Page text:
If there’s one thing we’ve learned working with international software localization projects, it’s that the big picture can be bigger than you first imagine. In order to make your global launch a success, your translation agency should be there to ensure these six factors are covered. From legalese to marketing, search visibility to business infrastructure preparation, you’ll need to make sure these bases are covered.
1. EULA: Your End User License Agreement: EULAs contain legal language about your users’ right to your information, the enforceability of which can vary not just in the United States, but also from country to country. Your EULA may need to be reviewed to conform to local laws. The impact? Potential changes as to what your users can and can’t do overseas as well as your recourse if a user is in breach of contract.
2. User training, manuals and supporting materials: You’ll need to instruct your international users on what your software can do for them and how they should use it. Here, high-quality translation should cover training materials, manuals, and marketing and advertising campaigns.
3. Customer service: Do you have people who can speak to global customers and fix their problems? How will you communicate? Live chat, email, social media (postings on your Facebook page or Twitter feed), contact forms, and phone support are all potential options. Depending on your support channels, you’ll need to have staff on hand to support overseas customers.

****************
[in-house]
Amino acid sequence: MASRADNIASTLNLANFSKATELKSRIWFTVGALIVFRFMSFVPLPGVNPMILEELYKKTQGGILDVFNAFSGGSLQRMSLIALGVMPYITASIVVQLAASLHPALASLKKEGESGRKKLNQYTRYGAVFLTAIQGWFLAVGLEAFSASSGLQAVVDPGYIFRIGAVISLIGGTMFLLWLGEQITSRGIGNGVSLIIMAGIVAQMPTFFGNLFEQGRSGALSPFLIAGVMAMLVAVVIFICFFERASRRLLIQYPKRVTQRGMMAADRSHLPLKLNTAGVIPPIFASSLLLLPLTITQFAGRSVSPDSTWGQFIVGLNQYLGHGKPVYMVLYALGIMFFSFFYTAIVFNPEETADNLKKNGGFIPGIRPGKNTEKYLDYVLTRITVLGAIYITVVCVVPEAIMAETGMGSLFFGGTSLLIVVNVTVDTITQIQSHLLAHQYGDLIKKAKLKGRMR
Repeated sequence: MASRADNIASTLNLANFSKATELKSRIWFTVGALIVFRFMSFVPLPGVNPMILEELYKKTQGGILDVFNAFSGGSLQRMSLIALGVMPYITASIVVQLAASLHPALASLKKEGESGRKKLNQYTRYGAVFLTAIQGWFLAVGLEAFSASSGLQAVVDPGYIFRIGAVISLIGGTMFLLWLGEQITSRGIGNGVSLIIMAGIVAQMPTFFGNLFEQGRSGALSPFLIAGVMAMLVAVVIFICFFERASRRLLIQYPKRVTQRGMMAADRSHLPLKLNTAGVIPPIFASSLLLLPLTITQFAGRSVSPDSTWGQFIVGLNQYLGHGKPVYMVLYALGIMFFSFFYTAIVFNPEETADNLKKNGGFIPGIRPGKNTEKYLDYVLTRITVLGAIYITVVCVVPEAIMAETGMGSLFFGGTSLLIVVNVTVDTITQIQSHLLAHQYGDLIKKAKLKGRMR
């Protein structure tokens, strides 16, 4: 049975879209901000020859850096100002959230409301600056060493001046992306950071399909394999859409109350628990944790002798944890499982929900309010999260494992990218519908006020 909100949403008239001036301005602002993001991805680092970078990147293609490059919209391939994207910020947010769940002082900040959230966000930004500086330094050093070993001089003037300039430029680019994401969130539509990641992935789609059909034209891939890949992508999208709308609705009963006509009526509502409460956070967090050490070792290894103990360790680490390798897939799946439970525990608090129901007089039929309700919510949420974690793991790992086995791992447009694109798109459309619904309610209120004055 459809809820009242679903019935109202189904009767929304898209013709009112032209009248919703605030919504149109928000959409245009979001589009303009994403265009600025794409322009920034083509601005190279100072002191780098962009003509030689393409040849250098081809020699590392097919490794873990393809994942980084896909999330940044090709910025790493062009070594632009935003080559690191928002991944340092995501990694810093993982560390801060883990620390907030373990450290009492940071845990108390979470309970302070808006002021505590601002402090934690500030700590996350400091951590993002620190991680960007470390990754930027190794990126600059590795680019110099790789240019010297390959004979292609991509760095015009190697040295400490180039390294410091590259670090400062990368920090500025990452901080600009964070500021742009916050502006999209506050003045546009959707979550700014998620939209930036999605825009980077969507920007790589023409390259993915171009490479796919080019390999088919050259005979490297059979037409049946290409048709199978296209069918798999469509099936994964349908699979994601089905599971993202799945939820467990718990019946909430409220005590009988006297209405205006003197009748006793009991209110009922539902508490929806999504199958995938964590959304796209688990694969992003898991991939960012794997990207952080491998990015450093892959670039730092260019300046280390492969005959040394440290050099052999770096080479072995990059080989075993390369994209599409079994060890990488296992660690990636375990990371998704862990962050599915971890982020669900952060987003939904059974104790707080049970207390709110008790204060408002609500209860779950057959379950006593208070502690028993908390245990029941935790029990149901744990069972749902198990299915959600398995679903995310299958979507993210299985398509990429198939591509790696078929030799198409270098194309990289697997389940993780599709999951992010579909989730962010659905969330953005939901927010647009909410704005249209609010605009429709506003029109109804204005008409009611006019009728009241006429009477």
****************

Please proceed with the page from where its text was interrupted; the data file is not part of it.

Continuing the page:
4. Social media: A launch can live or die in the near instantaneous forum of social media. Prior to launch, understand where your software will be talked about and try to get influential tech bloggers or reviewers on board in new language markets to help promote your program and provide local feedback.
A translation agency or a comprehensive social media monitoring service will help you get a handle on your brand reputation across all languages and countries. Social media isn’t a megaphone, it’s a conversation. You’ll need to be able to listen as well as speak in new languages.
5. Search keywords: Global search is an evolving arena. When marketing your product, be sure your keywords speak to your users as much as your products do and consider both English and local-language options.
6. Infrastructure: Is your product popular in the U.S.? Are you prepared for similar success in multiple global markets simultaneously? What sounds like a “good problem” can be a disaster if your inventory and web infrastructure are ill-prepared for a global rocket ride.
For an deeper look at some real-world examples of these key areas, be sure to read our full newsletter article, “After QA: Six Software Localization Considerations You May Have Not Considered.”
Did we miss anything crucial? Comment below and let us know!